ROLLINS et al. v. ROLLINS et al.
O. Wayne Rollins established ten irrevocable trusts, the Rollins Children's Trust (“RCT”), and nine Subchapter S-trusts, each for the benefit of his nine grandchildren. Wayne's sons, Gary and Randall, and a close friend of the settlor, Henry Tippie, are the trustees of RCT.
RCT was established in 1968 and was funded initially with Rollins, Inc. stock. By its terms, beneficiaries are to receive “statements disclosing the condition of the trust estate” no more than every six months. Wayne created several family entities to hold assets within RCT: ROL, Inc., LOR, Inc., the Rollins Grandchildren's Partnership (“RGP”) and the Rollins Holding Company (“RHC”).
The Subchapter S-trusts were created in 1986. The original assets in the S-trusts were interests in LOR. Wayne created another family entity in 1988, RIF, which was held within the S-trusts. Gary and Randall shared voting control of the family entities, but Gary is the sole trustee of the S-trusts. The S-trusts require that all trust income be distributed annually to the beneficiaries,1 but do not speak to the issue of accountings.
In 2010, four of the nine beneficiaries of the S-trusts brought suit against the trustees alleging breach of trust and breach of fiduciary duty and seeking, inter alia, an accounting of the family entities. The trial court awarded summary judgment to the trustees and refused to order a judicial accounting of the entities which hold the trust assets. In this regard the trial court noted, in part, that although the trustees failed to provide an accounting of the trust assets, plaintiffs ultimately received a report on trust assets and “complete relief” on their requests for an accounting through discovery. The Court of Appeals reversed and remanded, concluding (1) plaintiffs were entitled to an accounting of the family entities, (2) the trustees may be held to trustee-level fiduciary standards with regard to the family entities, and (3) genuine issues of material fact remain as to whether the trustees breached their fiduciary duties in administering the trusts. We granted the trustees' petition for certiorari and posed these questions:
1. Whether the Court of Appeals erred when it ruled in Division 1 of its opinion that the trial court should have ordered an accounting of the family entities that are held within the trusts at issue and are within the trustees' control.
2. Whether the Court of Appeals erred when it ruled in Division 2(a) of its opinion that the appellants have trustee-level fiduciary duties as to their actions related to or taken through the family entities that are held within the trusts at issue and are within the trustees' control.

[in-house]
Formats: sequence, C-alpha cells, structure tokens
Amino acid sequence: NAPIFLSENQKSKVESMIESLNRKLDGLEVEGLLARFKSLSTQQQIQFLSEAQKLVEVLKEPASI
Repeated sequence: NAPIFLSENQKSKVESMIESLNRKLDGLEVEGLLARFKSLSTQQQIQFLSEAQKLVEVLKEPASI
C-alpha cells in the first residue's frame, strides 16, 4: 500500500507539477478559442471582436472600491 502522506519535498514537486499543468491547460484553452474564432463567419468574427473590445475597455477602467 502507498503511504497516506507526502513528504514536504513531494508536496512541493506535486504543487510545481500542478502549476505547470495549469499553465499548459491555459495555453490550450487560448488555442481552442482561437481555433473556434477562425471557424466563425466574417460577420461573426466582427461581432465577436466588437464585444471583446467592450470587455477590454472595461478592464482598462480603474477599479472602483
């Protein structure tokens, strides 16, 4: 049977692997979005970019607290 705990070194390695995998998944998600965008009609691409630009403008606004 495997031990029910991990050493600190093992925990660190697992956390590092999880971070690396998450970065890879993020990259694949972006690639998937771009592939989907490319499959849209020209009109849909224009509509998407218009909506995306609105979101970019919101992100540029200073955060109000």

We answer these questions affirmatively.
1. To determine whether the Court of Appeals erred in overruling the trial court and ordering the trustees to provide plaintiffs with an accounting of the family entities held within the trusts, we first look to OCGA § 53–12–243, which defines the scope of a trustee's duty to provide reports and accounts and which provides, in pertinent part:
(a) On reasonable request by any qualified beneficiary or the guardian or conservator of a qualified beneficiary who is not sui juris, the trustee shall provide the qualified beneficiary with a report of information, to the extent relevant to that beneficiary's interest, about the assets, liabilities, receipts, and disbursements of the trust, the acts of the trustee, and the particulars relating to the administration of the trust, including the trust provisions that describe or affect such beneficiary's interest.
(b) (1) A trustee shall account at least annually, at the termination of the trust, and upon a change of trustees to each qualified beneficiary of an irrevocable trust to whom income is required or authorized in the trustee's discretion to be distributed currently, and to any person who may revoke the trust. At the termination of the trust, the trustee shall also account to each remainder beneficiary. Upon a change of trustees, the trustee shall also account to the successor trustee. In full satisfaction of this obligation, the trustee may deliver the accounting to the guardian or conservator of any qualified beneficiary who is not sui juris.
(2) An accounting furnished to a qualified beneficiary pursuant to paragraph (1) of this subsection shall contain a statement of receipts and disbursements of principal and income that have occurred during the last complete fiscal year of the trust or since the last accounting to that beneficiary and a statement of the assets and liabilities of the trust as of the end of the accounting period.
Based on these provisions, the terms of the RCT trust instrument, and New York case law,2 the Court of Appeals held that the trial court erred in failing to order an accounting of the family entities under the trustees' control. Although this decision may ultimately prove to be correct, we find it to be erroneous at this juncture because the Court of Appeals failed to give due deference to the discretion of the trial court in this matter.
“Trusts are peculiarly subjects of equity jurisdiction.” OCGA § 53–12–6(a). Thus, in determining whether a trustee's accounting is sufficient under a given set of circumstances, an appellate court must consider whether a trial court properly exercised its equitable discretion; and the decision of the trial court should be sustained where such discretion has not been abused. See Prime Bank v. Galler, 263 Ga. 286, 288(4), 430 S.E.2d 735 (1993); Estate of Hershel, 336 P.2d 571, 168 Cal.App.2d 658 (1959) (whether trustee's account is sufficiently detailed is matter committed to sound discretion of trial court). See also OCGA § 53–12–243(e) (Ga.L.2010, p. 579, 611) (“Nothing in this Code section shall affect the power of a court to require or excuse an accounting.”). On the face of its opinion, however, it appears that the Court of Appeals failed to give any consideration to the trial court's discretion to require or excuse an accounting. Accordingly, we find it necessary to vacate and remand this issue to the Court of Appeals to enable the appellate court to reweigh the accounting issue by placing the sound discretion of the trial court on the scales.